Defining sexual health
WHO has been working in the region of sexual health since at least 1974, when the deliberations of an expert committee resulted in the publication of a technical report entitled Education and treatment in human sexuality (WHO, 1975).
In 2000, the Pan American Health Organization (PAHO) and WHO convened a number of expert consultations to review terminology and identify programme options. In the course of these meetings, the functioning definitions of key terms used here were developed. In a successive meeting, planned by PAHO and the World Association for Sexual Health (WAS), a number of sexual health concerns were addressed with respect to body integrity, eroticism, sexual safety, sexual orientation, gender, emotional attachment and reproduction.
Sex refers to the biological characteristics that define humans as female or male. While these sets of biological individuality are not jointly exclusive, as there are persons who have both, they tend to distinguish humans as males and females. In general use in many languages, the word sex is frequently used to mean “sexual activity”, but for technological purposes in the situation of sexuality and sexual health discussions, the above definition is favored.
According to the current functioning definition, sexual health is:
A state of physical, emotional, mental and social well-being in relation to sexuality; it is not merely the deficiency of disease, dysfunction or illness. Sexual health requires a positive and respectful approach to sexuality and sexual relationships, as well as the opportunity of having enjoyable and safe sexual experiences, free of compulsion, inequity and aggression. For sexual health to be attained and preserved, the sexual rights of all people must be respected, sheltered and satisfied (WHO, 2006)
Sexual health cannot be defined, understand or made ready without a broad consideration of sexuality, which specifies important behaviors and outcomes related to sexual health. The working description of sexuality is:
A central aspect of being human throughout life encompasses sex, sexual orientation, gender identities and roles, eroticism, intimacy, pleasure, and reproduction. Sexuality is practiced and expressed in behaviors, thoughts, fantasies, desires, beliefs, roles, values, practices, attitudes and relationships. Although sexuality can comprise all of these proportions, not all of them are always capable or exhibit. Sexuality is prejudiced by the communication of biological, social, psychological, historical, political, economic, legal, cultural, religious and spiritual factors (WHO, 2006).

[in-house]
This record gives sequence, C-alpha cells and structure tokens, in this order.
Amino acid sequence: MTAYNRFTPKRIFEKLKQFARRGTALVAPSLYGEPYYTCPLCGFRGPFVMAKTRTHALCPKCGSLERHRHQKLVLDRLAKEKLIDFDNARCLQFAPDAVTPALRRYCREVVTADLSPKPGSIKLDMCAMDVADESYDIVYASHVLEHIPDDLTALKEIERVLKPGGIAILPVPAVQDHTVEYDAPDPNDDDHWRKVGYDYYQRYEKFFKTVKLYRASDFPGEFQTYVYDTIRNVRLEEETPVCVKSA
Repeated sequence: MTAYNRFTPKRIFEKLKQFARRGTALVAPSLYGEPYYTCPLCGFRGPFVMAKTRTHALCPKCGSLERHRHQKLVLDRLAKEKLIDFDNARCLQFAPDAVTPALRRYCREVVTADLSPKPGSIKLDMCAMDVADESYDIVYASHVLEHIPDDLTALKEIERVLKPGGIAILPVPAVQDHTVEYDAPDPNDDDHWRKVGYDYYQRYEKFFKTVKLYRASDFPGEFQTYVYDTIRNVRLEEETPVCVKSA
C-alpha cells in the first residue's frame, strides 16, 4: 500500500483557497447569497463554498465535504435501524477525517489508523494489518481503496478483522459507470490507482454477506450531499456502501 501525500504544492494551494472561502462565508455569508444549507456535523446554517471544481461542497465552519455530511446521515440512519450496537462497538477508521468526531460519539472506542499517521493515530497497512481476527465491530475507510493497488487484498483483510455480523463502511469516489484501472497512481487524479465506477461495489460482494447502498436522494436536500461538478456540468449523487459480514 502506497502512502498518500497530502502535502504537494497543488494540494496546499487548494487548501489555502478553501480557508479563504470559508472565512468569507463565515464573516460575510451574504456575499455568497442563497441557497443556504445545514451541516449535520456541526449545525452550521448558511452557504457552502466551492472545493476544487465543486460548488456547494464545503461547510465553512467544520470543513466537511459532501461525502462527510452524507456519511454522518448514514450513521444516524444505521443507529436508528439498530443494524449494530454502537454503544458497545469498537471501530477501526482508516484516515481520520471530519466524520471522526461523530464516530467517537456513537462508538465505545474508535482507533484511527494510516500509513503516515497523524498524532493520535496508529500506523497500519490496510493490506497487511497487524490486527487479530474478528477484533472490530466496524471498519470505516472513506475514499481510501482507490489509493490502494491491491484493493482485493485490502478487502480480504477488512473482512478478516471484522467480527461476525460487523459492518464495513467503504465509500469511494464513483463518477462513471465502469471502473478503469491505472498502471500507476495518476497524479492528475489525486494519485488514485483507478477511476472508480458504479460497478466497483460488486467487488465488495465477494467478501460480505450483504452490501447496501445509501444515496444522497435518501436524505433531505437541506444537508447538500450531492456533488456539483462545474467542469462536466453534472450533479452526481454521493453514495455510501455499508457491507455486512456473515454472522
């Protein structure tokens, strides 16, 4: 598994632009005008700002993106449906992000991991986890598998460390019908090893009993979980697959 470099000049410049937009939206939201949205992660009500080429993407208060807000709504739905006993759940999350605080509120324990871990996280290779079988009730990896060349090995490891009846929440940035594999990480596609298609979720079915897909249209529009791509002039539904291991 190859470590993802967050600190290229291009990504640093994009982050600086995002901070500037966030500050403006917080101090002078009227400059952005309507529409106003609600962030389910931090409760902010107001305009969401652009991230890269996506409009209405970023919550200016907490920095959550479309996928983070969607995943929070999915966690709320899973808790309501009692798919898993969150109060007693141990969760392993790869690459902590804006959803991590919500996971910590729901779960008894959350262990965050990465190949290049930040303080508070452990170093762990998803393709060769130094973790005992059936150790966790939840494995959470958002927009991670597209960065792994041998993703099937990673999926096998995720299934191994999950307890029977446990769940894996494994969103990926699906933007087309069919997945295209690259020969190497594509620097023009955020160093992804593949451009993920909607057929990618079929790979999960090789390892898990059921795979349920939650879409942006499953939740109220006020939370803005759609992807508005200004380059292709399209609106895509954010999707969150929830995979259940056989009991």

There is a growing consensus that sexual health cannot be achieved and maintained without respect for, and protection of, certain human privileges. The running definition of sexual rights given below is a contribution to the continuing dialogue on human rights related to sexual health .
“The fulfilment of sexual health is tied to the extent to which human rights are appreciated, protected and satisfied. Sexual rights embrace certain human rights that are already recognized in international and regional human rights documents and other consensus documents and in national laws.
Rights dangerous to the awareness of sexual health include:
1.Rights critical to the realization of sexual health include:
2.the rights to equality and non-discrimination
3.the right to be free from suffering or to brutal, inhumane or humiliating treatment or punishment
4.the right to privacy
5.the rights to the highest attainable standard of health (including sexual health) and social security
6.the right to marry and to found a family and enter into marriage with the free and full consent of the conscious spouses, and to equality in and at the suspension of marriage
7.the right to decide the number and spacing of one’s children
8.the rights to information, as well as education
9.the rights to freedom of opinion and expression, and
10.the right to an effective remedy for violations of fundamental rights.
The dependable work out of human rights requires that all persons respect the rights of others.
The application of existing human rights to sexuality and sexual health constitute sexual rights. Sexual rights defend all people’s rights to fulfill and express their sexuality and enjoy sexual health, with due regard for the privileges of others and within a framework of protection against discrimination.
It should be noted that this definition does not represent an official WHO position and should not be used or quoted as such. It is presented in its place as a contribution to ongoing discussion about sexual health.